During the summer and fall of 2013, Gretchen Schmelzer, a retired Door County school teacher, could often be found walking the beach at Baileys Harbor near her home in Sturgeon Bay, WI. She was part of Avian Monitoring for Botulism Lakeshore Events, or AMBLE, a network of hundreds of citizen scientists assembled by the USGS National Wildlife Health Center in 2010 to record data on bird die-offs caused by avian botulism in the Great Lakes.
Schmelzer was keeping track of the cormorants, loons, gulls, grebes and other shore birds that populated the beach during those months, and she recorded how their populations changed over the course of the season. She also observed changes in the weather, lake and beach conditions and plant growth from week to week.
“It was really about being aware of your surroundings and appreciating the beach in a way that I hadn’t seen it before,” she said.
The data Schmelzer collected is helping to answer a question that has haunted wildlife ecologists like Ben Zuckerberg, associate professor in the Department of Forest and Wildlife Ecology at UW-Madison, since the 1960s. Every fall, thousands of migratory and shore birds are fatally exposed to avian botulism along the coasts of the Great Lakes, and in recent years, the number and scope of those die-off incidents has been increasing. Karine Princé, a graduate student studying with Zuckerberg, published research Jan. 9 that may finally explain why.
Avian botulism, a sibling of the food-borne illness that can be deadly in humans, is caused by a bacteria that thrives in low-oxygen, nutrient rich conditions. The Lake Michigan shoreline is becoming an increasingly hospitable place for the bacteria to breed.
Zuckerberg attributes that phenomenon to larger algae blooms, and predicts that warming trends in the Great Lakes will only make those blooms bigger — putting more birds at risk of exposure.
“What we’re seeing is a combination of factors, that when combined with the warming effects of climate change, put these [bird] species at an elevated vulnerability,” Zuckerberg said.
Those factors, according to Zuckerberg, are increased agricultural runoff and the proliferation of invasive filter feeders. Both create ideal conditions for algae blooms, and both are linked to human activity.
Exotic filter feeders, like zebra and quagga mussels, remove particles from the water that would otherwise block sunlight from reaching deep underwater and fueling algae growth. Nutrient-rich agricultural runoff sustains those blooms once they happen. Zuckerberg is worried that a warming lake will only accelerate that growth process.
When the algae dies, it decomposes in extensive mats. The decomposition process depletes available oxygen in the water, creating an environment that is hostile for most fish, but friendly for botulism-causing bacteria.
Small cretaceous species become infected first, and the bacteria travels up the trophic levels; first to fish and then to the birds that prey on them or forage in contaminated water. The bacteria produces a neurotoxin that induces paralysis in both birds and fish, and usually leads to death by drowning. While most birds will not prey on dead fish, the paralyzed fish make easy catches, which widens the risk of avian exposure.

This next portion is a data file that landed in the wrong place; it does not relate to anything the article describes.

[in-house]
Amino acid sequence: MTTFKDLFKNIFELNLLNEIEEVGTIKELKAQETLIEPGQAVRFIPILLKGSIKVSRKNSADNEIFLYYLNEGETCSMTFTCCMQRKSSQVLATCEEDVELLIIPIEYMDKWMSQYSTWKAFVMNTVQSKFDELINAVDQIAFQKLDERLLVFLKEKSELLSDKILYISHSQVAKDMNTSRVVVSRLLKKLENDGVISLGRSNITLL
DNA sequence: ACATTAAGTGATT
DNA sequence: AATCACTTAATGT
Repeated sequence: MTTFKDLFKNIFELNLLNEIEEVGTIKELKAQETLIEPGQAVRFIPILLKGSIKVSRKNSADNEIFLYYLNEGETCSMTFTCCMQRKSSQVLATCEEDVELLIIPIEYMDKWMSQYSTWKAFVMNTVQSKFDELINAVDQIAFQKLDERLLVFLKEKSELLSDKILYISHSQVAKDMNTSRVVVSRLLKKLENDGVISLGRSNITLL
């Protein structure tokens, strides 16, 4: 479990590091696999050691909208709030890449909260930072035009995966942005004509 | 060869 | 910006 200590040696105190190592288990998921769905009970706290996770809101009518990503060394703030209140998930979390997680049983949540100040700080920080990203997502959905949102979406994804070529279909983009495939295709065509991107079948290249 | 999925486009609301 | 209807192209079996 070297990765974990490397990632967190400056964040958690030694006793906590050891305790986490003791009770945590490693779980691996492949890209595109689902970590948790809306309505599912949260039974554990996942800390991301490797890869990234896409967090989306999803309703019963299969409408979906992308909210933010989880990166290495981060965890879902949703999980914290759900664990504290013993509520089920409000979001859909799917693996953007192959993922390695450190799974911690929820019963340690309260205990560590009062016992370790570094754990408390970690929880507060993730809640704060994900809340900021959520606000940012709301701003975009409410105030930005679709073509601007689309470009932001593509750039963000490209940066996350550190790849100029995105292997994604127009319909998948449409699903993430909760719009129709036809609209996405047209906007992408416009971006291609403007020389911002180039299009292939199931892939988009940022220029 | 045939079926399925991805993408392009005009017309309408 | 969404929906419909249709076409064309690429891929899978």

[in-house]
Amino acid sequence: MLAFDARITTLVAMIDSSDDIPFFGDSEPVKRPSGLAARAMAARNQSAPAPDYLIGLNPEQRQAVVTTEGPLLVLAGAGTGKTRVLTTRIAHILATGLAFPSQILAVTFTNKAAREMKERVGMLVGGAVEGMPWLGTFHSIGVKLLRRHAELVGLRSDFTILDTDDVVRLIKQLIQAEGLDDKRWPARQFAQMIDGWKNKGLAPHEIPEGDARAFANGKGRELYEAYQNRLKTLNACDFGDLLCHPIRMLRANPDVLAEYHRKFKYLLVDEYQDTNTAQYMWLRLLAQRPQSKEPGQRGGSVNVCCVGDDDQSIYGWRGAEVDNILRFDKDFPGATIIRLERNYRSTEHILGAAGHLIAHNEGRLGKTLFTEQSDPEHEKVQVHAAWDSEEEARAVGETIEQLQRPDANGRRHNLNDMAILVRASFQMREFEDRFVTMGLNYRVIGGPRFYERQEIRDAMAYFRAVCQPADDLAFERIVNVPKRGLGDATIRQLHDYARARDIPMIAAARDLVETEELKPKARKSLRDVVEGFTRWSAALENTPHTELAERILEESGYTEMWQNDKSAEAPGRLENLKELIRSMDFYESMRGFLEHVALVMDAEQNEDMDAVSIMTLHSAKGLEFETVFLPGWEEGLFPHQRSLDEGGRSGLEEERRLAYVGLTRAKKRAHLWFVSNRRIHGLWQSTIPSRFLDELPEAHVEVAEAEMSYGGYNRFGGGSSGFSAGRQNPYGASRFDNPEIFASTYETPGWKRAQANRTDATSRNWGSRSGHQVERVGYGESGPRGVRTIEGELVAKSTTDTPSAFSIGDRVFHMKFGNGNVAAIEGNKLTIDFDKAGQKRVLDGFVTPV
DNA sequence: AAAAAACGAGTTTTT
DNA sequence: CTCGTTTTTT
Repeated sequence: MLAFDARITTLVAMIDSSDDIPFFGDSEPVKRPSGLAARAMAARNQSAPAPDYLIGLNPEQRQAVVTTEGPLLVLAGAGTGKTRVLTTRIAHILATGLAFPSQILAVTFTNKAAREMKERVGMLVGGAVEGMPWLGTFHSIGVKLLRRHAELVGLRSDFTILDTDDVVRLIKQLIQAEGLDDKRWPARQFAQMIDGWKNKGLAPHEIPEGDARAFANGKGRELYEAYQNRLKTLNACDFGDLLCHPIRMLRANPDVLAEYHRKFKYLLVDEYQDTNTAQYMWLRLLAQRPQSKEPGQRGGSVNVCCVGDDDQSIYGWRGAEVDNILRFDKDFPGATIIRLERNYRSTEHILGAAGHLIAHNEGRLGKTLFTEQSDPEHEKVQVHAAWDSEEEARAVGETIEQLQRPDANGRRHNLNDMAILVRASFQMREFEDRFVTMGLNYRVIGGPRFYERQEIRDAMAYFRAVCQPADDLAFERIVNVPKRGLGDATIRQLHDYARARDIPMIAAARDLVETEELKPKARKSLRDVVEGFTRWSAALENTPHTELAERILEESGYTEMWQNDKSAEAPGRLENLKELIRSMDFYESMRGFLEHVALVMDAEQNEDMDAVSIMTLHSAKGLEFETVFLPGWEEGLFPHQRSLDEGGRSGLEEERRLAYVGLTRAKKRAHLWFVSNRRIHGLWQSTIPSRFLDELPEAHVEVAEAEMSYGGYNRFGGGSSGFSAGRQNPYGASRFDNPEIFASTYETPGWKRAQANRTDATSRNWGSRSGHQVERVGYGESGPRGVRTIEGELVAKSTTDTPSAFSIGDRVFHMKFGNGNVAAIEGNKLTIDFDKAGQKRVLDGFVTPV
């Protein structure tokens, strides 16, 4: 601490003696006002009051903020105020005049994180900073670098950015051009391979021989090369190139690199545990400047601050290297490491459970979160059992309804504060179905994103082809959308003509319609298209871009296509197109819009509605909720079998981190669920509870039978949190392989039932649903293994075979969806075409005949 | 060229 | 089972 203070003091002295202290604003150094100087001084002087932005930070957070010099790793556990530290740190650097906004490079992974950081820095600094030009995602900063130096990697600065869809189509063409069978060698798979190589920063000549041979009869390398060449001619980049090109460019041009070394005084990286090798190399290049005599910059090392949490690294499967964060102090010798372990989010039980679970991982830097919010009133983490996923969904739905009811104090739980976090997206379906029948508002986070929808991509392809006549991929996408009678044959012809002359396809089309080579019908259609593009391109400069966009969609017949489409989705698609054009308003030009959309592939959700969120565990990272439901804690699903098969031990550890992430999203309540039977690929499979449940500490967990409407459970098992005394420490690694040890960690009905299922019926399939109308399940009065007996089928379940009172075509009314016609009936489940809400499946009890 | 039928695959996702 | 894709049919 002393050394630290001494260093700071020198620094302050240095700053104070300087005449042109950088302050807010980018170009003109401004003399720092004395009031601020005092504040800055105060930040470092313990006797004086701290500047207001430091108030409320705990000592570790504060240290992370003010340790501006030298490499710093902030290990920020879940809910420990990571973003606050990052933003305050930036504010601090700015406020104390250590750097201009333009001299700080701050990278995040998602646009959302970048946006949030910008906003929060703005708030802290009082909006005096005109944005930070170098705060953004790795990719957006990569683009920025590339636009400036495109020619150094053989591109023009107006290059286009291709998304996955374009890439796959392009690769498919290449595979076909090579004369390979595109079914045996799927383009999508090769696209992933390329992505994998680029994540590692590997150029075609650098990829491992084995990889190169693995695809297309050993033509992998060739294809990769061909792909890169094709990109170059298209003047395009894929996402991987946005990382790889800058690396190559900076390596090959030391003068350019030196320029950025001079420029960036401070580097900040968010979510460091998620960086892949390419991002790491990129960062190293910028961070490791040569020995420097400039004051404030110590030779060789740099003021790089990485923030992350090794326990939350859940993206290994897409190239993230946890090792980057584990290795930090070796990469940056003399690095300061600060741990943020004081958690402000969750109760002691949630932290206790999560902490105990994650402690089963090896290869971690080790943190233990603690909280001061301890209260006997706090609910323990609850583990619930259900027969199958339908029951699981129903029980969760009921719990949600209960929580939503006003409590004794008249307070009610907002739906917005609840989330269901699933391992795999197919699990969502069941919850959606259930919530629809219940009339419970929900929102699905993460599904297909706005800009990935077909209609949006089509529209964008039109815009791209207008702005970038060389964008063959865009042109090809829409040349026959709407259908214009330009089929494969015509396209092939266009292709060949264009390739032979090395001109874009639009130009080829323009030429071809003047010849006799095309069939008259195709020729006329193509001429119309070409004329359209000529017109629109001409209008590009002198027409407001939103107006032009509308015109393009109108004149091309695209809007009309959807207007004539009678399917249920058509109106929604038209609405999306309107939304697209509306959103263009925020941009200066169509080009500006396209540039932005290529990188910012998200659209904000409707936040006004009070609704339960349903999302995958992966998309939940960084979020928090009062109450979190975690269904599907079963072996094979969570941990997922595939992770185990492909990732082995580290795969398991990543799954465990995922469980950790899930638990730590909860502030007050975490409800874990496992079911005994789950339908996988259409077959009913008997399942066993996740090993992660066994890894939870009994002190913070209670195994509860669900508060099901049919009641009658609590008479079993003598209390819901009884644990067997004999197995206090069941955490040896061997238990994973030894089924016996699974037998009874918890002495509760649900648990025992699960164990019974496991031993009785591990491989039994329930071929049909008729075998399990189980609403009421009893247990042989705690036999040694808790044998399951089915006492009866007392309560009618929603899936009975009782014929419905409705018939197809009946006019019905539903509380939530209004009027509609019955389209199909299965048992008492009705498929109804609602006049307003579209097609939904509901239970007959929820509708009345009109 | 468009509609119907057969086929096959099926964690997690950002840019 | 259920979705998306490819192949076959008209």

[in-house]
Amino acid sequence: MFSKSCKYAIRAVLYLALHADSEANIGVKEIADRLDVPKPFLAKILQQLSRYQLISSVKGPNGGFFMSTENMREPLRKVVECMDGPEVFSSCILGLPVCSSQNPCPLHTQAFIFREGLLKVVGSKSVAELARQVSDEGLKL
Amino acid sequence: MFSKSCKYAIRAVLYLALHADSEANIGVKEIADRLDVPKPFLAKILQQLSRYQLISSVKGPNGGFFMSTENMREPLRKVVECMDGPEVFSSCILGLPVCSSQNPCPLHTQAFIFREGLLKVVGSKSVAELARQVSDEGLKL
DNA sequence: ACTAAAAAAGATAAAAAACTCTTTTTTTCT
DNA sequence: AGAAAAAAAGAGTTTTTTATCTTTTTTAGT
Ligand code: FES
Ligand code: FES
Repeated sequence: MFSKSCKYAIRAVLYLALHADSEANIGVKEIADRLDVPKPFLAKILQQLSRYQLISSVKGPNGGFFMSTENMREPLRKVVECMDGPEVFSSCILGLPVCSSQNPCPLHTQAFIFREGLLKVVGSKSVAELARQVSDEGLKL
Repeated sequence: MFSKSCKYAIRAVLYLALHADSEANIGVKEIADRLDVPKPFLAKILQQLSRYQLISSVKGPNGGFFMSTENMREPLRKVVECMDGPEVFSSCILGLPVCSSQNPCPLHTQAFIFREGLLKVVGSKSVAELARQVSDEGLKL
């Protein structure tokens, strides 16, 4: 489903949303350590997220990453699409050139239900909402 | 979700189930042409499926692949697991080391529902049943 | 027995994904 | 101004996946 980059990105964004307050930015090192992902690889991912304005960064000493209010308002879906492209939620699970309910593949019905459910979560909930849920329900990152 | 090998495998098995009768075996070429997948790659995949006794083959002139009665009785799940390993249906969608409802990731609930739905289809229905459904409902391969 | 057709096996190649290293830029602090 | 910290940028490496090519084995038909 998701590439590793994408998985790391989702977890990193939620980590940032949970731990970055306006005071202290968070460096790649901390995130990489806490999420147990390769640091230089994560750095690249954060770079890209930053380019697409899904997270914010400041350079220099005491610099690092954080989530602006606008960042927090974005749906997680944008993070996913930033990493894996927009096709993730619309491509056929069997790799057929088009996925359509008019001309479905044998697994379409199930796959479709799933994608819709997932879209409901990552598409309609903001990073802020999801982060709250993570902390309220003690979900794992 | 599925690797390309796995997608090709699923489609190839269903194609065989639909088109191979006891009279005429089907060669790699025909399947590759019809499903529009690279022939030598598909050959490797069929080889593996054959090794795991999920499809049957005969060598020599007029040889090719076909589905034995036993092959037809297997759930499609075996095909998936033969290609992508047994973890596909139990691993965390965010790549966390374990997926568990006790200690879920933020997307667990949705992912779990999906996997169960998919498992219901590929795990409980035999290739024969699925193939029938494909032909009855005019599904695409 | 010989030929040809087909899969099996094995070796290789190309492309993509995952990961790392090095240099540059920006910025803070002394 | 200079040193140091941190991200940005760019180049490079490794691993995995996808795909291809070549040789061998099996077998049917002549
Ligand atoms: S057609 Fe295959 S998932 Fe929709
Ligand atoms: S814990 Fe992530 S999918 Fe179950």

The most vulnerable birds are migratory waterfowl and shorebirds, including loons, cormorants, grebes and gulls. According to the Michigan Sea Grant, several species of fish are at risk as well.
“What we are concerned about are temperatures rising in the Great Lakes, because combined with these other things, they’ll result in even more unfavorable conditions for these birds,” Zuckerberg said.
While Zuckerberg and his team may have found the answers to the botulism mystery, implementing any kind of long term solution will be more complicated.
“Now we need to be asking ourselves what we can do on the ground—what tactics and strategies will reduce vulnerability for these species,” Zuckerberg said.
According to Zuckerberg, this groundwork begins with education and outreach. It starts, he said, by connecting local landowners and stakeholders to the resources they need to make informed and responsible decisions.
Citizen scientists will continue to play a valuable role in that process, he said, emphasizing the importance of the fieldwork the network has already contributed.
“Most of what we know about these trends is because of the bird watching done by the citizen scientists. They have been critical for documenting the impacts of climate change,” he said.
Schmelzer appreciates that value as well. In addition to collecting important data, she said that citizen scientists also become advocates.
“When you’re down on the beach with your gear making observations, people notice, and you form really interesting relationships with the property owners. Generally people are curious to know what’s going on,” she said. “The value of having people involved is that what will ultimately spread is a love of the land that will inspire people to take stewardship of it.”
Zuckerberg also believes it is time to begin a wider discussion on climate change, and to imagine ways to either mitigate or adapt to its impacts at a local level.
“There are a lot of different things we have got to start thinking and having conversations about in terms of basic conservation….We need to have a conversation about climate change,” Zuckerberg said. “The big thing is thinking as a society about how to mitigate these effects, and being conscious of what places we are transforming and how, and what species are going to be more vulnerable as a result.”